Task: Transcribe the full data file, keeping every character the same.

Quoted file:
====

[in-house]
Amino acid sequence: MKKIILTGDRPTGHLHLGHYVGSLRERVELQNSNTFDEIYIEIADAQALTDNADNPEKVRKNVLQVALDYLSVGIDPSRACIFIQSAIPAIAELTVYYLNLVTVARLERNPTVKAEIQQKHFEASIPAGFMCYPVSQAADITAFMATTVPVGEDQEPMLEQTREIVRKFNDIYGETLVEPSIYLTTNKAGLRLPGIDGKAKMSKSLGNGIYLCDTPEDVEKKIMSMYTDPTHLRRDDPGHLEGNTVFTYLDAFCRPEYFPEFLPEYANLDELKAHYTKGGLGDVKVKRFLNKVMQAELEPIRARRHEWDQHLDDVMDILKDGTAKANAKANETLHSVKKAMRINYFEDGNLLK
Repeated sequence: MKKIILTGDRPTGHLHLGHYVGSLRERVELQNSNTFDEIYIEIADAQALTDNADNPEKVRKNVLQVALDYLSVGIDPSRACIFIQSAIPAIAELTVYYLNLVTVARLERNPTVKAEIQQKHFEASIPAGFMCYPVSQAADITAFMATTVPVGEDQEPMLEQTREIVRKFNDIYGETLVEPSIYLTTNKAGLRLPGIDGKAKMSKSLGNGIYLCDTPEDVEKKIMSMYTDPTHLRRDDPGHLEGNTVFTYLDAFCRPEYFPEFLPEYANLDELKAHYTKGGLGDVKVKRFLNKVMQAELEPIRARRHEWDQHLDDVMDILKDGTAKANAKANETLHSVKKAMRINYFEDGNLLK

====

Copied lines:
[in-house]
Amino acid sequence: MKKIILTGDRPTGHLHLGHYVGSLRERVELQNSNTFDEIYIEIADAQALTDNADNPEKVRKNVLQVALDYLSVGIDPSRACIFIQSAIPAIAELTVYYLNLVTVARLERNPTVKAEIQQKHFEASIPAGFMCYPVSQAADITAFMATTVPVGEDQEPMLEQTREIVRKFNDIYGETLVEPSIYLTTNKAGLRLPGIDGKAKMSKSLGNGIYLCDTPEDVEKKIMSMYTDPTHLRRDDPGHLEGNTVFTYLDAFCRPEYFPEFLPEYANLDELKAHYTKGGLGDVKVKRFLNKVMQAELEPIRARRHEWDQHLDDVMDILKDGTAKANAKANETLHSVKKAMRINYFEDGNLLK
Repeated sequence: MKKIILTGDRPTGHLHLGHYVGSLRERVELQNSNTFDEIYIEIADAQALTDNADNPEKVRKNVLQVALDYLSVGIDPSRACIFIQSAIPAIAELTVYYLNLVTVARLERNPTVKAEIQQKHFEASIPAGFMCYPVSQAADITAFMATTVPVGEDQEPMLEQTREIVRKFNDIYGETLVEPSIYLTTNKAGLRLPGIDGKAKMSKSLGNGIYLCDTPEDVEKKIMSMYTDPTHLRRDDPGHLEGNTVFTYLDAFCRPEYFPEFLPEYANLDELKAHYTKGGLGDVKVKRFLNKVMQAELEPIRARRHEWDQHLDDVMDILKDGTAKANAKANETLHSVKKAMRINYFEDGNLLK